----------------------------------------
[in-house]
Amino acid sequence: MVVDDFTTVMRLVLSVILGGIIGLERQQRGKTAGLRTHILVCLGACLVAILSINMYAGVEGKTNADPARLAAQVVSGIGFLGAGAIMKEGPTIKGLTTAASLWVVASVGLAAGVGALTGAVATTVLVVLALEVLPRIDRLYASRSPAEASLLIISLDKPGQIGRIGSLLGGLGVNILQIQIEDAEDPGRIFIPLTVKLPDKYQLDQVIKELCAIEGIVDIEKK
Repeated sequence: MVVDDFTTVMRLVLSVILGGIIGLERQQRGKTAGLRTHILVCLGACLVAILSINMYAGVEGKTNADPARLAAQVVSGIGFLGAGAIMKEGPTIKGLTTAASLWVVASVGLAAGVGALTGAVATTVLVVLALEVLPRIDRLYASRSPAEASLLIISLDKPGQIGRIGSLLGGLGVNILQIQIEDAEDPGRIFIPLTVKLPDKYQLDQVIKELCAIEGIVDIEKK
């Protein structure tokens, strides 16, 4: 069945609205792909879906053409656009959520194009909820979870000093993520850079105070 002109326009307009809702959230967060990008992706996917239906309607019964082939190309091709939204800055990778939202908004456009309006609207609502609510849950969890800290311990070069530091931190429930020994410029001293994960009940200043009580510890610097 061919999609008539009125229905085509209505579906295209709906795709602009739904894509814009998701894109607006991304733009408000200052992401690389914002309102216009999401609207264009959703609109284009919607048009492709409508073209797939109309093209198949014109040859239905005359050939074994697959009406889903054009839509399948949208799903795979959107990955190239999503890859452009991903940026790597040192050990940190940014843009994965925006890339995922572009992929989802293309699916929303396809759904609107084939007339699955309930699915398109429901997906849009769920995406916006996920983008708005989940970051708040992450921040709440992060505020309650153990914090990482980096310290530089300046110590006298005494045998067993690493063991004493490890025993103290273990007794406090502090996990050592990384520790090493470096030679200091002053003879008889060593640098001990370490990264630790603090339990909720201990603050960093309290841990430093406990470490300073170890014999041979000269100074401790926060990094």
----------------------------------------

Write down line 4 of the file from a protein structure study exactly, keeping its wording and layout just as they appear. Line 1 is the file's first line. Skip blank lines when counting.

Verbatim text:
């Protein structure tokens, strides 16, 4: 069945609205792909879906053409656009959520194009909820979870000093993520850079105070 002109326009307009809702959230967060990008992706996917239906309607019964082939190309091709939204800055990778939202908004456009309006609207609502609510849950969890800290311990070069530091931190429930020994410029001293994960009940200043009580510890610097 061919999609008539009125229905085509209505579906295209709906795709602009739904894509814009998701894109607006991304733009408000200052992401690389914002309102216009999401609207264009959703609109284009919607048009492709409508073209797939109309093209198949014109040859239905005359050939074994697959009406889903054009839509399948949208799903795979959107990955190239999503890859452009991903940026790597040192050990940190940014843009994965925006890339995922572009992929989802293309699916929303396809759904609107084939007339699955309930699915398109429901997906849009769920995406916006996920983008708005989940970051708040992450921040709440992060505020309650153990914090990482980096310290530089300046110590006298005494045998067993690493063991004493490890025993103290273990007794406090502090996990050592990384520790090493470096030679200091002053003879008889060593640098001990370490990264630790603090339990909720201990603050960093309290841990430093406990470490300073170890014999041979000269100074401790926060990094």